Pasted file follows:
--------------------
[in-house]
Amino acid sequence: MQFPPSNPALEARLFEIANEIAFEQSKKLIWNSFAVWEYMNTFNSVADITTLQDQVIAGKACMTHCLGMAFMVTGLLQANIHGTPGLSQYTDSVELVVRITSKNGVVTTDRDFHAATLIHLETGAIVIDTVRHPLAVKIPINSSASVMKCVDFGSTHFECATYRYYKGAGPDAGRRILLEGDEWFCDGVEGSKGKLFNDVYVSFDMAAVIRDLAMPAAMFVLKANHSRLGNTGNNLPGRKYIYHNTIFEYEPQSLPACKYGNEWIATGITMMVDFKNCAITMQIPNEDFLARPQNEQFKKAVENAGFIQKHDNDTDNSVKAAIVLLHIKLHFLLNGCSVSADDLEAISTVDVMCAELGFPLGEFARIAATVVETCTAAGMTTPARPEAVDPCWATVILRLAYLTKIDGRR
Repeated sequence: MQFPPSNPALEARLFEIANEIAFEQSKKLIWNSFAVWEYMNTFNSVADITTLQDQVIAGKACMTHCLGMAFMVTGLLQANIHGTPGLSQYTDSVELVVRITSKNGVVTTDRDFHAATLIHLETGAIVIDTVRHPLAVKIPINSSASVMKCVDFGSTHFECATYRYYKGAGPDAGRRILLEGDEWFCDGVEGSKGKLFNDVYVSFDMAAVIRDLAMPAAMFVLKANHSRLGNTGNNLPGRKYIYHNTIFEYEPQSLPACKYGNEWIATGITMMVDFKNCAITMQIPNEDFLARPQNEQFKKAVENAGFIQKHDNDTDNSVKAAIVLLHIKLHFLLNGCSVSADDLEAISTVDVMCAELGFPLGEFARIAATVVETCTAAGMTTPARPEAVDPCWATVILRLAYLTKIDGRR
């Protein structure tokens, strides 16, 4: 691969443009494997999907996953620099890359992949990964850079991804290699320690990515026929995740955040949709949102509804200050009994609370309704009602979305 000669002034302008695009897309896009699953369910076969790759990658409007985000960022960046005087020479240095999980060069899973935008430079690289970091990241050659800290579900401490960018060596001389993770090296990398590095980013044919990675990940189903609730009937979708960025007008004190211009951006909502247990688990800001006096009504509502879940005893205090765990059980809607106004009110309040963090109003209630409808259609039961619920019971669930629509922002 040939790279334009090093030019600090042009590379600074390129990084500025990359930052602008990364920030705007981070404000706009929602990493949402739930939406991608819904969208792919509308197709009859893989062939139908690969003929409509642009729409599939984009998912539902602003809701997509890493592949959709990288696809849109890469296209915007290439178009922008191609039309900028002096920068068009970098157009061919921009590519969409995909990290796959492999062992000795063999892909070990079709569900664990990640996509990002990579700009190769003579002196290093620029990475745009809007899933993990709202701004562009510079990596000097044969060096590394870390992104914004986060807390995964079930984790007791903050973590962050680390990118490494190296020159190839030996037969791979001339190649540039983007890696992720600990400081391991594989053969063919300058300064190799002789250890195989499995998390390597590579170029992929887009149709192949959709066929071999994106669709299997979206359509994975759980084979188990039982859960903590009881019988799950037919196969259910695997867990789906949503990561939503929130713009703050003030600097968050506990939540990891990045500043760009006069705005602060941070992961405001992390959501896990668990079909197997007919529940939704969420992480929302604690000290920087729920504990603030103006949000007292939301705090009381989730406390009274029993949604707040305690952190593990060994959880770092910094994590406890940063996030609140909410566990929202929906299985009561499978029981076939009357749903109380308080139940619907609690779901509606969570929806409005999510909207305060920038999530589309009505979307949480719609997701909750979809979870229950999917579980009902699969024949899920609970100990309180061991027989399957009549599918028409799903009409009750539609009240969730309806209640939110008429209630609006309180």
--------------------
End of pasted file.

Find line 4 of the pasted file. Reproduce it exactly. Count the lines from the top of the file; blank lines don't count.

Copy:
């Protein structure tokens, strides 16, 4: 691969443009494997999907996953620099890359992949990964850079991804290699320690990515026929995740955040949709949102509804200050009994609370309704009602979305 000669002034302008695009897309896009699953369910076969790759990658409007985000960022960046005087020479240095999980060069899973935008430079690289970091990241050659800290579900401490960018060596001389993770090296990398590095980013044919990675990940189903609730009937979708960025007008004190211009951006909502247990688990800001006096009504509502879940005893205090765990059980809607106004009110309040963090109003209630409808259609039961619920019971669930629509922002 040939790279334009090093030019600090042009590379600074390129990084500025990359930052602008990364920030705007981070404000706009929602990493949402739930939406991608819904969208792919509308197709009859893989062939139908690969003929409509642009729409599939984009998912539902602003809701997509890493592949959709990288696809849109890469296209915007290439178009922008191609039309900028002096920068068009970098157009061919921009590519969409995909990290796959492999062992000795063999892909070990079709569900664990990640996509990002990579700009190769003579002196290093620029990475745009809007899933993990709202701004562009510079990596000097044969060096590394870390992104914004986060807390995964079930984790007791903050973590962050680390990118490494190296020159190839030996037969791979001339190649540039983007890696992720600990400081391991594989053969063919300058300064190799002789250890195989499995998390390597590579170029992929887009149709192949959709066929071999994106669709299997979206359509994975759980084979188990039982859960903590009881019988799950037919196969259910695997867990789906949503990561939503929130713009703050003030600097968050506990939540990891990045500043760009006069705005602060941070992961405001992390959501896990668990079909197997007919529940939704969420992480929302604690000290920087729920504990603030103006949000007292939301705090009381989730406390009274029993949604707040305690952190593990060994959880770092910094994590406890940063996030609140909410566990929202929906299985009561499978029981076939009357749903109380308080139940619907609690779901509606969570929806409005999510909207305060920038999530589309009505979307949480719609997701909750979809979870229950999917579980009902699969024949899920609970100990309180061991027989399957009549599918028409799903009409009750539609009240969730309806209640939110008429209630609006309180």